This text offers clear and accessible information with reference to its state of the art introduction of the burgeoning area of computer ethics as well as professional responsibility. It covers discussions of lead topics like the social contexts of computing, history of basic computing, techniques and methods of ethical analysis and professional responsibility. This case study also mentions much to do with risks and liabilities, codes of ethics, computer security, computer crime and mostly viruses and hacking. The related issues that emerge from the basic focus o the case include data privacy and protection, intellectual property and ‘open source’ movement, the internet and global ethics (Bynum & Rogerson, 2006). It is on the same grounds that it seeks to introduce important issues and concepts at the beginning of every section as well as features of study questions that are classroom-tested. This paper will in turn provide lists of useful recommendations on computer security based on the Aerowright case. It will also provide a range of relevant suggestions and easy-to learn techniques on case study analysis.
The main objectives and goals of computer security include oaring ample protection of property and information from natural disaster, corruption, or theft. This aspect should not entirely limit the property and information’s accessibility and productivity to its intended users. With respect to ethical behavior, the issue computer system security refers to the collection of processes and mechanisms through which valuable and sensitive services and information earn protection from unwarranted publication, tampering and collapse due to unauthorized activities, untrustworthy individuals or unplanned events (Bynum & Rogerson, 2006). As a result, the strategies and methodologies of computer security usually differ from other computer technologies as of their somewhat elusive goals of avoiding unwanted computer behavior other than enhancing wanted computer behavior. For instance, today most people insist more on checking for Security updates for all software that is running.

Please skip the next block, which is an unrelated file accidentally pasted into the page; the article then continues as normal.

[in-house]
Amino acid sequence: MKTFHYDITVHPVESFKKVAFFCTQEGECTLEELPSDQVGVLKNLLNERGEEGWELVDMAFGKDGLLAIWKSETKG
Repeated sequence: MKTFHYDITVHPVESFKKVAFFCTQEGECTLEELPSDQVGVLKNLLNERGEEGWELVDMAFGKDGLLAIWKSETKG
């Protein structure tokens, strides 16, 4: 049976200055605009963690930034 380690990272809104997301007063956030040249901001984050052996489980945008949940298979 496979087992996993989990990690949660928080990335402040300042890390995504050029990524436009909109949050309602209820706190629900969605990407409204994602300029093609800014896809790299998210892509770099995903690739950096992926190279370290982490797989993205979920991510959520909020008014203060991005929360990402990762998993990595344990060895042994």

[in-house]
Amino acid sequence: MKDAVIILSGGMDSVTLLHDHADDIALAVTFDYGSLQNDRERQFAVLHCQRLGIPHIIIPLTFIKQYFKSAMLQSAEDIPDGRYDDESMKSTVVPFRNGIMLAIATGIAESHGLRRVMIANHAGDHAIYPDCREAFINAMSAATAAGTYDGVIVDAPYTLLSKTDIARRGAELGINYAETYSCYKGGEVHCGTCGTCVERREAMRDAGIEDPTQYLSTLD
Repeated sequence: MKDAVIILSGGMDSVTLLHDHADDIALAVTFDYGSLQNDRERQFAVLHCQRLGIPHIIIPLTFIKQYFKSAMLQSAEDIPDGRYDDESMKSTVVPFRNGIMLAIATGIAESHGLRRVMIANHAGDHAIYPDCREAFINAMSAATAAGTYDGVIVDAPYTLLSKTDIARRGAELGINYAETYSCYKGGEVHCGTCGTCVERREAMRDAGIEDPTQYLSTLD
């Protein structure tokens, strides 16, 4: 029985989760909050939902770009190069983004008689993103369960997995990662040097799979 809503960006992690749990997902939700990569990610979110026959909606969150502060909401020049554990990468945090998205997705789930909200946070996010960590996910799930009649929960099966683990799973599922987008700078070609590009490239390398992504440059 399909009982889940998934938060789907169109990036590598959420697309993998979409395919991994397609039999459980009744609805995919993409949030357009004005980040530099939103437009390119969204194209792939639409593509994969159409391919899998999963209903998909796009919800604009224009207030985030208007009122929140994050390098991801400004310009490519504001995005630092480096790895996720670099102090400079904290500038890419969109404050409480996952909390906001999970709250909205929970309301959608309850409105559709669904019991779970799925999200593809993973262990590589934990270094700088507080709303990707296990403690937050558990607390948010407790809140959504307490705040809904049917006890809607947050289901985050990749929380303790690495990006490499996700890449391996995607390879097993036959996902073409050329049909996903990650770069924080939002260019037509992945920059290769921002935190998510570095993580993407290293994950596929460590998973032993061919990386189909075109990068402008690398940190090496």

In most cases, all software which has encountered security problems has a high likelihood of allowing identity theft as well as other destruction. In this regard, the most appropriate approach is to cultivate a culture that ensures that each person respects the rights to privacy of the other person. One of the reasons why this is very effective is the fact that it not only lowers the costs on seeking and implementing security measures in the long run (Bynum & Rogerson, 2006). Similarly, it ensures that there is a contusive working relationship between the operators therein. Such an ethical behavior goes a long way in improving the productivity and efficiency of information access and productivity therein. According to the Aerowright case, some of the ethical recommendations include using passwords that are more secure as well as practicing safer web browsing trends.
Disabling any open shares on a computer and never accepting unsolicited e-mail attachments are also ways of containing such situations. In addition, the Aerowright case points out topics like memory safety vulnerabilities, sandboxing and isolation, web security, network security, techniques and tools for vulnerability detection, mobile platform security, and malware detection and defense. Authentication techniques could be introduced to ensure that end-points of communication are actually who they claim to be (Bynum & Rogerson, 2006). Automated theorem proving as well as other verification tools will enable critical algorithms to be used in secure systems in mathematically proven approaches towards meeting their specifications. Access and capability control list techniques can be introduced to ensure separation of privilege and mandatory access control and discus their uses.
Bynum, T. W., & Rogerson, S. (2006). Computer ethics and professional responsibility. Malden, MA: Blackwell Publishing.